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Acute kidney injury (AKI) compensation

Stephen's story

Kidney Injury Claims


Studies have shown that between 15,000 and 40,000 people die each year because of a failure to diagnose and treat Acute Kidney Injury (previously called acute renal failure). If injury or death results from sub-standard care it may be possible to make a claim for compensation.

Acute Kidney Injury (AKI) is responsible for nearly eight times as many deaths as the superbug MRSA was at its peak. Deaths from AKI could easily be prevented and although dehydration is one of the main causes of the condition, there are several other risk factors across virtually every age group.

AKI can develop very quickly in people already ill with conditions such as heart failure or diabetes or those admitted to hospital with infections and can be a consequence of any major surgery because the kidneys can be deprived of blood flow during the procedure.

The elderly are particularly at risk of acute kidney failure, especially when there are past medical complications such as diabetes and liver disease. AKI can strike suddenly without any warning but more usually chronic renal failure develops over a number of years, often with symptoms such as shortness of breath, excessive urination, skin rashes or frequent fatigue confused with other ailments.

AKI can also affect youngsters and teenagers because of a failure to recognise and treat conditions such as Urinary Tract Infections (UTI) reflux nephropathy and nephritis. Unless properly and regularly monitored, some common medicines such as Mesalazine, prescribed to control the symptoms of ulcerative colitis, can also lead to kidney damage.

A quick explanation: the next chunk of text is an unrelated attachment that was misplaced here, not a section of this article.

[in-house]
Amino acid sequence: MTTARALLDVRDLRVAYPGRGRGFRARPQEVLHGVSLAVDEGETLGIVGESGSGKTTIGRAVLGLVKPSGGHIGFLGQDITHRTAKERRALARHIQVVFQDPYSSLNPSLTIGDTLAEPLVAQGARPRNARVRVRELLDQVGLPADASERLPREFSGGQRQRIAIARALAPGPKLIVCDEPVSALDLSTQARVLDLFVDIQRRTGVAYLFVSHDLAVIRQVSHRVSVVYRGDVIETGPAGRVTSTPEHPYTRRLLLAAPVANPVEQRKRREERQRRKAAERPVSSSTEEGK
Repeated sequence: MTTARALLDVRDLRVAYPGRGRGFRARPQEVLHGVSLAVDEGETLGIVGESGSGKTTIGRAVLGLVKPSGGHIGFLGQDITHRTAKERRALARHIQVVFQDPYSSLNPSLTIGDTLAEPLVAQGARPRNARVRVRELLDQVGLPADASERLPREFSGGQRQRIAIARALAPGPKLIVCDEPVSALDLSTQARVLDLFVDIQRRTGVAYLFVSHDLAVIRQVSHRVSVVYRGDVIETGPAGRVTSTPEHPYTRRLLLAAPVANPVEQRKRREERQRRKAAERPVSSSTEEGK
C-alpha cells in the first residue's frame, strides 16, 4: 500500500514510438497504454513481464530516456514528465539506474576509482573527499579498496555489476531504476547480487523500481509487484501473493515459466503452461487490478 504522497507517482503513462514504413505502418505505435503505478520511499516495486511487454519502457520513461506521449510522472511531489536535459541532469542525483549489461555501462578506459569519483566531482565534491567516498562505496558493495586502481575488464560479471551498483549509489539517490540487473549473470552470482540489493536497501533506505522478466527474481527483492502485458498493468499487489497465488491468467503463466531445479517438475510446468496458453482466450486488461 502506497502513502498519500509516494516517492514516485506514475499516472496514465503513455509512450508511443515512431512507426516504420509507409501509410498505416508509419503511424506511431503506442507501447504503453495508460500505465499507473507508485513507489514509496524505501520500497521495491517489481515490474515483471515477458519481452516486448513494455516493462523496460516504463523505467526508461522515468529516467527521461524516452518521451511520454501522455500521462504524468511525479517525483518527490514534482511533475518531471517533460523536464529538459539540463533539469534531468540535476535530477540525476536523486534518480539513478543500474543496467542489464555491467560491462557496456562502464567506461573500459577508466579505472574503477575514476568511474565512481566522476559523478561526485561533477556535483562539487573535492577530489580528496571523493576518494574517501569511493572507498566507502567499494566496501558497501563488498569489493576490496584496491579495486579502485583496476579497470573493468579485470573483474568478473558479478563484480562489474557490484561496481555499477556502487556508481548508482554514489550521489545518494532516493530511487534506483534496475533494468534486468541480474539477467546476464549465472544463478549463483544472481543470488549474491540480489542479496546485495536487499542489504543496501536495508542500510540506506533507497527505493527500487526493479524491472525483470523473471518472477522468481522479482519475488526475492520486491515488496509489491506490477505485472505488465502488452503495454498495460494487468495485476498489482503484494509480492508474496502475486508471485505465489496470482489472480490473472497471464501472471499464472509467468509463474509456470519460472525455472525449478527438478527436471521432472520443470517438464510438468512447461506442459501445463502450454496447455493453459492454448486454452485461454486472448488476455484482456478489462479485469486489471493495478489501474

A basic failure by health professionals to adequately monitor a patient’s fluid levels, recognise the symptoms of AKI and a failure to treat the condition in a timely manner can result in significant injury and give rise to a claim for compensation.

delay kidney failure diagnosis needless dialysis transplant

Delay in kidney failure diagnosis


Delay in kidney failure diagnosis meant needless dialysis and transplant

Stephen Higham, a young single father of two children, suffered kidney failure and required a kidney transplant as a consequence of a delay in diagnosis and treatment, seemingly based only on the assumption by his GP and hospital staff that he was ‘too young’ for such a possibility to be considered. Read more here.

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Kidney Injury Claims

Shoosmiths kidney injury solicitors are acknowledged experts in their field, working alongside charities such as Danielle’s Flutterbyes aimed at younger victims of AKI. Our legal team are noted for handling complex cases like yours with sensitivity, determination and persistence.

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